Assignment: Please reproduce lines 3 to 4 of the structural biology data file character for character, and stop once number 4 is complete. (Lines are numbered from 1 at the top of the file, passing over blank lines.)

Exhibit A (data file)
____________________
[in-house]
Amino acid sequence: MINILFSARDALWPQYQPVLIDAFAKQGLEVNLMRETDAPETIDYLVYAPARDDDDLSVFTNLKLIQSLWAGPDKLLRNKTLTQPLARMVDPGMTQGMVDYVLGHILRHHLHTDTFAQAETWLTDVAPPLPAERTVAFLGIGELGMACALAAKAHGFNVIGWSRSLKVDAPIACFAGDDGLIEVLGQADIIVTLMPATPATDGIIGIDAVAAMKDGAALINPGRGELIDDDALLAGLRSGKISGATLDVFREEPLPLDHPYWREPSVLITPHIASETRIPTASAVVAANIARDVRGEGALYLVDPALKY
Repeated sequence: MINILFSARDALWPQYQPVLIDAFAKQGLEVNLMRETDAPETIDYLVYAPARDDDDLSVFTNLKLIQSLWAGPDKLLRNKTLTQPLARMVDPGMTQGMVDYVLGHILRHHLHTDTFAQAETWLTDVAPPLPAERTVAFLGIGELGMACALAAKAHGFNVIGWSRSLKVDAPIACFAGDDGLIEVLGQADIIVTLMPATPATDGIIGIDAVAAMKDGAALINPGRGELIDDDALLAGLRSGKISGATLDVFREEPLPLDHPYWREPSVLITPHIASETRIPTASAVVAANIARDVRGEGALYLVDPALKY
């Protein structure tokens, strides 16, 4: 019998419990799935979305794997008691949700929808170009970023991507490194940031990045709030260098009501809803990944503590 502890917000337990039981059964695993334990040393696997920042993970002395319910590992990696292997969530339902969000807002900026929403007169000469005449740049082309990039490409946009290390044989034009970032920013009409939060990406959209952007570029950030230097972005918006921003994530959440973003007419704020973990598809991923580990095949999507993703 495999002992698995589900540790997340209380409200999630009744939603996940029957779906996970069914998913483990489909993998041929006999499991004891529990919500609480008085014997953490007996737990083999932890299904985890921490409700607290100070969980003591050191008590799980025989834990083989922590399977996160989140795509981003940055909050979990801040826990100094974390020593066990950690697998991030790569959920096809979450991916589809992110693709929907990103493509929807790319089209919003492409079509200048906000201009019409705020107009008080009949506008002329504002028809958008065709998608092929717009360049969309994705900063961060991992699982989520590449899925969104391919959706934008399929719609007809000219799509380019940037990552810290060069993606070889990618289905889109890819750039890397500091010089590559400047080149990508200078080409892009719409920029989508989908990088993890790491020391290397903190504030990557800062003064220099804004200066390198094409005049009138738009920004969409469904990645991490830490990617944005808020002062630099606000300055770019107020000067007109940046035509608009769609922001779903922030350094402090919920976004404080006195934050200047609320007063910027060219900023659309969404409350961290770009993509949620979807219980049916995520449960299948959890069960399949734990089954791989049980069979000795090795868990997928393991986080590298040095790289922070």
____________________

Repeated sequence: MINILFSARDALWPQYQPVLIDAFAKQGLEVNLMRETDAPETIDYLVYAPARDDDDLSVFTNLKLIQSLWAGPDKLLRNKTLTQPLARMVDPGMTQGMVDYVLGHILRHHLHTDTFAQAETWLTDVAPPLPAERTVAFLGIGELGMACALAAKAHGFNVIGWSRSLKVDAPIACFAGDDGLIEVLGQADIIVTLMPATPATDGIIGIDAVAAMKDGAALINPGRGELIDDDALLAGLRSGKISGATLDVFREEPLPLDHPYWREPSVLITPHIASETRIPTASAVVAANIARDVRGEGALYLVDPALKY
């Protein structure tokens, strides 16, 4: 019998419990799935979305794997008691949700929808170009970023991507490194940031990045709030260098009501809803990944503590 502890917000337990039981059964695993334990040393696997920042993970002395319910590992990696292997969530339902969000807002900026929403007169000469005449740049082309990039490409946009290390044989034009970032920013009409939060990406959209952007570029950030230097972005918006921003994530959440973003007419704020973990598809991923580990095949999507993703 495999002992698995589900540790997340209380409200999630009744939603996940029957779906996970069914998913483990489909993998041929006999499991004891529990919500609480008085014997953490007996737990083999932890299904985890921490409700607290100070969980003591050191008590799980025989834990083989922590399977996160989140795509981003940055909050979990801040826990100094974390020593066990950690697998991030790569959920096809979450991916589809992110693709929907990103493509929807790319089209919003492409079509200048906000201009019409705020107009008080009949506008002329504002028809958008065709998608092929717009360049969309994705900063961060991992699982989520590449899925969104391919959706934008399929719609007809000219799509380019940037990552810290060069993606070889990618289905889109890819750039890397500091010089590559400047080149990508200078080409892009719409920029989508989908990088993890790491020391290397903190504030990557800062003064220099804004200066390198094409005049009138738009920004969409469904990645991490830490990617944005808020002062630099606000300055770019107020000067007109940046035509608009769609922001779903922030350094402090919920976004404080006195934050200047609320007063910027060219900023659309969404409350961290770009993509949620979807219980049916995520449960299948959890069960399949734990089954791989049980069979000795090795868990997928393991986080590298040095790289922070």